DES PR$S, JOSQUIN (c . 1445–1521), also called DEPRES or DESPREZ, and by a latinized
See also:form of his name, JODOCUS PRATENSIS Or A
See also:PRATO, French musical composer, was
See also:born, probably in Conde in the Hennegau, about 1445 . He was a
See also:pupil of Ockenheim, and himself one of the most learned musicians of his
See also:time . In spite of his
See also:great fame, the accounts of his
See also:life are vague and the
See also:dates contradictory .
See also:Fetis contributed greatly towards elucidating the doubtful points in his Biographie universelle . In his early youth Josquin seems to have been a member of the
See also:choir of the collegiate
See also:church at St Quentin; when his
See also:voice changed he went (about 1455) to Ockenheim to take lessons in counterpoint; afterwards he again lived at his
See also:birth-place for some years, till
See also:Sixtus IV. invited him to Rome to teach his
See also:art to the musicians of Italy, where musical know-ledge at that time was at a low ebb . In Rome Des Pres lived till the
See also:death of his
See also:protector (1484), and it was there that many of his
See also:works were written . His reputation
See also:grew rapidly, and he was considered by his contemporaries to be the greatest
See also:master of his age .
See also:Luther, who was a
See also:judge, is credited with the saying that " other musicians do with notes what they can, Josquin what he likes . " The composer's
See also:journey to Rome marks in a manner the transference of the art from its Gallo-Belgian birthplace to Italy, which for the next two centuries remained the centre of the musical
See also:world . To Des Pres and his pupils Arcadelt, Mouton and others, much that is characteristic in
See also:music owes its rise, particularly in their influence upon
See also:Italian developments under Palestrina . After leaving Rome Des Plies went for a time to
See also:Ferrara, where the duke Hercules I. offered him a home; but before long he accepted an invitation of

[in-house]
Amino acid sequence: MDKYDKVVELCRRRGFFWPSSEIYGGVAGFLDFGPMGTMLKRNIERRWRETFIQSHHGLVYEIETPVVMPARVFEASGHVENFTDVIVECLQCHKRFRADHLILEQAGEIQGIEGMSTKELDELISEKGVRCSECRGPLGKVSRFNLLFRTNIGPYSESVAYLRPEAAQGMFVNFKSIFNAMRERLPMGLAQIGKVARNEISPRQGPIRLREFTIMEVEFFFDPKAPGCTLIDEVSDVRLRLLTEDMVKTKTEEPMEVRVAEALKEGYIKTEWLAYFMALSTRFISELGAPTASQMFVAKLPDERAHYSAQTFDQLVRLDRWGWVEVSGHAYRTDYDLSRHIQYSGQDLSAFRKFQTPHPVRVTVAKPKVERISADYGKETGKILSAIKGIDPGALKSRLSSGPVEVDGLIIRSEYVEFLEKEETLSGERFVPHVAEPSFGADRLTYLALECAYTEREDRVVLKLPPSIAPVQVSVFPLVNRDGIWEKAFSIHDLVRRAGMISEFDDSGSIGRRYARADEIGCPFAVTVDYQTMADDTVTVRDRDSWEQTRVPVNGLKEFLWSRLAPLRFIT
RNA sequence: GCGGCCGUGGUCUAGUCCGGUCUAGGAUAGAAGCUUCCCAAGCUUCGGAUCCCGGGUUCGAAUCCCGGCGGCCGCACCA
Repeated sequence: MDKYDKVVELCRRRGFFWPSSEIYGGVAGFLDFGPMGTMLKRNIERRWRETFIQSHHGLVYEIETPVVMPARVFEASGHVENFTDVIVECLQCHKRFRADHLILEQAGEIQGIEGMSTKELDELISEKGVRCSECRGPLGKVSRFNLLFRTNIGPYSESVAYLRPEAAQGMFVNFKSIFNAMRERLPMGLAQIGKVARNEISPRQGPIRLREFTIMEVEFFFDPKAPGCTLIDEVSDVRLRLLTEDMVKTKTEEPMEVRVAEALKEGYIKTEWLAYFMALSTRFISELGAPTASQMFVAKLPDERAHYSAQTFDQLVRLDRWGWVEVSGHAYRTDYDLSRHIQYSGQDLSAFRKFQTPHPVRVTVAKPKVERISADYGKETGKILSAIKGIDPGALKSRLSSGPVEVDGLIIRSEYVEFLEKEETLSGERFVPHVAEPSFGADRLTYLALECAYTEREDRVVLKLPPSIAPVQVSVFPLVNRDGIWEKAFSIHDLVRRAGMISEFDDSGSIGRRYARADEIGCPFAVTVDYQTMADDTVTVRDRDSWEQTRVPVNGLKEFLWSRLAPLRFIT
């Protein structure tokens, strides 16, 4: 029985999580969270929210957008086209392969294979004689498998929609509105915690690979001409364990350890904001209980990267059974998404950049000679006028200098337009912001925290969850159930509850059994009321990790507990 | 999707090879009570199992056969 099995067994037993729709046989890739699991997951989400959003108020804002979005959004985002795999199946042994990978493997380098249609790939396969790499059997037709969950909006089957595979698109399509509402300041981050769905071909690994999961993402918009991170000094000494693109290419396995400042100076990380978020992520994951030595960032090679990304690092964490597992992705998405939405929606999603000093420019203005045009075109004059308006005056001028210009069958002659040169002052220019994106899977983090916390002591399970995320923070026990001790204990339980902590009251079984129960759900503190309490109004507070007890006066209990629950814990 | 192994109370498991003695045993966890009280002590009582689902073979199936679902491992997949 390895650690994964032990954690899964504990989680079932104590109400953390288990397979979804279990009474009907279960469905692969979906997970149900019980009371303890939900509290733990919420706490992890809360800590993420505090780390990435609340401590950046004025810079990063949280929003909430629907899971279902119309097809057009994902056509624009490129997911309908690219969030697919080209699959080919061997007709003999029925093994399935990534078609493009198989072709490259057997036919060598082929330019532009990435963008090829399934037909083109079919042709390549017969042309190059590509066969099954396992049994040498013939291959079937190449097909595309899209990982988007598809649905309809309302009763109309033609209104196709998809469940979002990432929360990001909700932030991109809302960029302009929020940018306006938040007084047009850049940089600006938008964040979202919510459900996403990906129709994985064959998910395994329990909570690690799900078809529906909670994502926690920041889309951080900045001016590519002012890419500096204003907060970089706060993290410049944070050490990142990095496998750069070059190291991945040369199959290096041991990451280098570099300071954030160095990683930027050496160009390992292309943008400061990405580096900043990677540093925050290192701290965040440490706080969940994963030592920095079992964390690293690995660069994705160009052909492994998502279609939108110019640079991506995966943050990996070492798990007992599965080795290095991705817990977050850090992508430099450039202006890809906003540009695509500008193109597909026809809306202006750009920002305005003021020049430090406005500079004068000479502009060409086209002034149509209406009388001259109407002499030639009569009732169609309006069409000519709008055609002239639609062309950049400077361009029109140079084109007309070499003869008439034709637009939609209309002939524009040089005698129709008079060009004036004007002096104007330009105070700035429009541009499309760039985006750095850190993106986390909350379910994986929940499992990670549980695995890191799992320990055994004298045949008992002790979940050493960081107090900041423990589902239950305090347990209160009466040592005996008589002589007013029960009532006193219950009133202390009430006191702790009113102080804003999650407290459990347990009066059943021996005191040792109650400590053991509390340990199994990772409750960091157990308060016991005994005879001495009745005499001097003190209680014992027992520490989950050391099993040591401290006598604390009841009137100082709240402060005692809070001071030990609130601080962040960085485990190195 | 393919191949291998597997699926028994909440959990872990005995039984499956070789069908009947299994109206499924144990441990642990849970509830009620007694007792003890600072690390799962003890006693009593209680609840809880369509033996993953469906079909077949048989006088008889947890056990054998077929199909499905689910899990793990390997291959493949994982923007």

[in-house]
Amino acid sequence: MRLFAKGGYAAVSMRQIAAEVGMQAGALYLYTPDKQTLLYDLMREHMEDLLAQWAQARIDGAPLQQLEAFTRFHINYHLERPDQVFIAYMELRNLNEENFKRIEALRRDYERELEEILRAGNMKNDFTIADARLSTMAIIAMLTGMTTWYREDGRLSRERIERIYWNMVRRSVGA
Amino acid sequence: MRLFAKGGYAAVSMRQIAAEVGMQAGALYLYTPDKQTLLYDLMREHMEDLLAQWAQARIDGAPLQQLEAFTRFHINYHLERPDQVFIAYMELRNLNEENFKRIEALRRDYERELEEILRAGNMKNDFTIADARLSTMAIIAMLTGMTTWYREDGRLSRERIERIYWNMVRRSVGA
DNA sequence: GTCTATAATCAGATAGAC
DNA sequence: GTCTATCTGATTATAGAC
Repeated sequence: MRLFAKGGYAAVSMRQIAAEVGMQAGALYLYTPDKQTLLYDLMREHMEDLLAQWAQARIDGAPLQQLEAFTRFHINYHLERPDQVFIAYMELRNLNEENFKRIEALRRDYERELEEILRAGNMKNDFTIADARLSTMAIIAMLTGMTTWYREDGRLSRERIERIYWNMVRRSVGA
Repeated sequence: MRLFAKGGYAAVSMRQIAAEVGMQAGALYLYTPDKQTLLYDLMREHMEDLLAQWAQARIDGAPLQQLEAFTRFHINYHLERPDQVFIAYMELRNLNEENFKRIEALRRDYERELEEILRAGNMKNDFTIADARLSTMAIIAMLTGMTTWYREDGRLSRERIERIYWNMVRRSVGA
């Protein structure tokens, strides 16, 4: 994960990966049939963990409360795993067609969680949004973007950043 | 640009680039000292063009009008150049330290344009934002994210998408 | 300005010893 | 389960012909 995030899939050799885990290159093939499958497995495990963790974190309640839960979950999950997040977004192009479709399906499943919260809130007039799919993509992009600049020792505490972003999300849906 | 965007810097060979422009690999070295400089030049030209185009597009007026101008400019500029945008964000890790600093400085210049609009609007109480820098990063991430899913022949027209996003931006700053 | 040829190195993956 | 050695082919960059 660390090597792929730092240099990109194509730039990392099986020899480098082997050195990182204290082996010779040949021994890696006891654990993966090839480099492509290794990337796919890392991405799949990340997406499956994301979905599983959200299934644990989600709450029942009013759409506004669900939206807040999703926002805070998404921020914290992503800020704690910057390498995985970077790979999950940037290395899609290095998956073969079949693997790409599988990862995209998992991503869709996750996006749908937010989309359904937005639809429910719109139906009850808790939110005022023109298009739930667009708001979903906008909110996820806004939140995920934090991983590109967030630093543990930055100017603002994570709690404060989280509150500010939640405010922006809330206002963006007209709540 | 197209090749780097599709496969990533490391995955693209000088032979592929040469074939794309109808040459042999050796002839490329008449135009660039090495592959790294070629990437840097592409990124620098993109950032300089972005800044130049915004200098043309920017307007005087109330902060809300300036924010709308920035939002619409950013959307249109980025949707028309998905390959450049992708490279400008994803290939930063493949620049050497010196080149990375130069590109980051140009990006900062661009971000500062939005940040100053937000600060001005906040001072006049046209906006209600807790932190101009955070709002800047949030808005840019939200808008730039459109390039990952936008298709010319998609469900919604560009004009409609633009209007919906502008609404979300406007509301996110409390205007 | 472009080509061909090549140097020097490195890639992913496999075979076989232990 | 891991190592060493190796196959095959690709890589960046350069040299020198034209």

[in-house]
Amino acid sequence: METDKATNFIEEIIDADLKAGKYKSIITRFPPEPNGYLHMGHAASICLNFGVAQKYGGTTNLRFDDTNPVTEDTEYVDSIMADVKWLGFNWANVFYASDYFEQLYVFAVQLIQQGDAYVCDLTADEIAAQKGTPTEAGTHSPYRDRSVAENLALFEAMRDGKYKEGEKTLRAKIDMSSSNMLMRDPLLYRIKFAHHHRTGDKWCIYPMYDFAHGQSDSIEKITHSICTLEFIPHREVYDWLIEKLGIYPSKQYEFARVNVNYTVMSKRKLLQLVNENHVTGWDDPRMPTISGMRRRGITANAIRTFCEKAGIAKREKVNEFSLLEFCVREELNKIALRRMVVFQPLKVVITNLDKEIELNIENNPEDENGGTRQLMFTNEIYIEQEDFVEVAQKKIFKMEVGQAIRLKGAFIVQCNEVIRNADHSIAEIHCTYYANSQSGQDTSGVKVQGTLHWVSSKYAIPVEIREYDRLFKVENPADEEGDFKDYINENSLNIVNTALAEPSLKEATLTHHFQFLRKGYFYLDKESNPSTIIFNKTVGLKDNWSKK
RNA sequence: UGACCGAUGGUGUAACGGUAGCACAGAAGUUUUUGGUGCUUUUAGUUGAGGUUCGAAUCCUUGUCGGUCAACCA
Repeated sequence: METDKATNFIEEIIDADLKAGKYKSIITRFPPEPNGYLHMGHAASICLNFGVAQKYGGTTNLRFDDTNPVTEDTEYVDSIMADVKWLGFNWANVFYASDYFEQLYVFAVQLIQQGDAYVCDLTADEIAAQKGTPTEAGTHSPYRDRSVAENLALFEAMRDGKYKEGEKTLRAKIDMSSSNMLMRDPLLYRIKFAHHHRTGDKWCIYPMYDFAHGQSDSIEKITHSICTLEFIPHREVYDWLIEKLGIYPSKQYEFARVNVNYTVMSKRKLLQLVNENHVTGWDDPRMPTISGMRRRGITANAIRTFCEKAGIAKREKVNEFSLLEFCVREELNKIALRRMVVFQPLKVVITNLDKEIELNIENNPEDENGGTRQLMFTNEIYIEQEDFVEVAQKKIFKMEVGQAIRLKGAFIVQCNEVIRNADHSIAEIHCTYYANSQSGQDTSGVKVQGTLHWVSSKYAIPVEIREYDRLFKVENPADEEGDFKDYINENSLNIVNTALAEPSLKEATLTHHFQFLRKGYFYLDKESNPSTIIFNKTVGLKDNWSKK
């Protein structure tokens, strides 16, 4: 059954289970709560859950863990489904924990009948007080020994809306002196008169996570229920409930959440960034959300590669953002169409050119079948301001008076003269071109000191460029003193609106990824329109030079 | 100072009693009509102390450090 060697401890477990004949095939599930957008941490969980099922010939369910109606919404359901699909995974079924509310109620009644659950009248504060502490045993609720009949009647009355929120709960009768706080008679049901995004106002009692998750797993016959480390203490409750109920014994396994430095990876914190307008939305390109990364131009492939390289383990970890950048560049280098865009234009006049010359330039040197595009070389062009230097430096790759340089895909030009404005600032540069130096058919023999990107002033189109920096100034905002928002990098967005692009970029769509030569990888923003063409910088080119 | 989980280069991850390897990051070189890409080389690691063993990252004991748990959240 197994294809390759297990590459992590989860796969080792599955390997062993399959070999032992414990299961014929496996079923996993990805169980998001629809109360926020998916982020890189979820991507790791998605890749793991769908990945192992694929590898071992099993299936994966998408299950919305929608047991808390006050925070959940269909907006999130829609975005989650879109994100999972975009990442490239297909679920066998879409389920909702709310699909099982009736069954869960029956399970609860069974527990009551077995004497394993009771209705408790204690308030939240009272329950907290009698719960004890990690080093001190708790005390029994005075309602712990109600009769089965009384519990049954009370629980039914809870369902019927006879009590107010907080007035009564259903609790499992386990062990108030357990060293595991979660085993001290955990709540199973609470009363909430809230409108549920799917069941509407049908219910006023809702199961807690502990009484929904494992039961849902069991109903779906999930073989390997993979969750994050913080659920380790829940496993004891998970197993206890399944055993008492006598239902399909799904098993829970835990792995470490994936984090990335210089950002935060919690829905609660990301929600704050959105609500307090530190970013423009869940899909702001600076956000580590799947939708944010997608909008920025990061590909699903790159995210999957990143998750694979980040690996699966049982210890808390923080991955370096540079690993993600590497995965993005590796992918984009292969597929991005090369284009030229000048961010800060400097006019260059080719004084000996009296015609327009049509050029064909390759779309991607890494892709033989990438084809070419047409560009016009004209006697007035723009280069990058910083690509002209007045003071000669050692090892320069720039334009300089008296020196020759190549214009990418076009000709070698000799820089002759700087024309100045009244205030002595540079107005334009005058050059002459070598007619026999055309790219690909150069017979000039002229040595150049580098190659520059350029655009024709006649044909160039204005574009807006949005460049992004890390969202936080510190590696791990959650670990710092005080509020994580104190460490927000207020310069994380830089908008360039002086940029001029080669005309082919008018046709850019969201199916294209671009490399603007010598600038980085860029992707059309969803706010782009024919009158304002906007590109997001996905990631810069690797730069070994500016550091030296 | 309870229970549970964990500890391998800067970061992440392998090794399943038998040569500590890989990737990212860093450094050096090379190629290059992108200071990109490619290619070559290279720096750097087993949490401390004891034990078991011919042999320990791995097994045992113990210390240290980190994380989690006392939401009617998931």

See also:Louis XII. of France to become the chief
See also:singer of the royal
See also:chapel .
According to anotheraccount, he was for a time at least in the service of the emperor Maximilian I . The date of his death has by some writers been placed as early as 1501 . But this is sufficiently disproved by the fact of one of his finest compositions, A
See also:Dirge (Deploration) for Five Voices, being written to commemorate the death of his master Ockenheim, which took place after 1512 . The real date of Josquin's decease has since been settled as the 27th of
See also:August 1521 . He was at that time a
See also:canon of the
See also:cathedral of Conde (see Victor Delzant's Sepultures de Flandre, No . 118) . The most
See also:list of his compositions—consisting of masses, motets, psalms and other pieces of sacred music—will be found in Fetis . The largest collection of his MS. works, containing no less than twenty masses, is in the possession of the papal chapel in Rome . In his lifetime Des Pres was honoured as an eminent composer, and the musicians of the 16th century are loud in his praise . During the 17th and 18th centuries his value was ignored, nor does his
See also:work appear in the collections of Martini and Paolucci .
See also:Burney was the first to recover him from oblivion, and
See also:Forkel continued the task of rehabilitation .
See also:Ambros furnishes the most exhaustive account of his achievements .
An admirable account of Josquin's art, from the rare point of view of a modern critic who knows how to allow for modern difficulties, will be found in thearticle " Josquin," in
See also:Dictionary of Music and Musicians, new ed. vol. ii . The Repertoire des chanteurs de St
See also:Gervais contains an excellent modern edition of Josquin's Miserere .
EARL OF DERWENTWATER
BARON FRANCOIS DE BEAUMONT DES ADRETS (C. 1512-1587...
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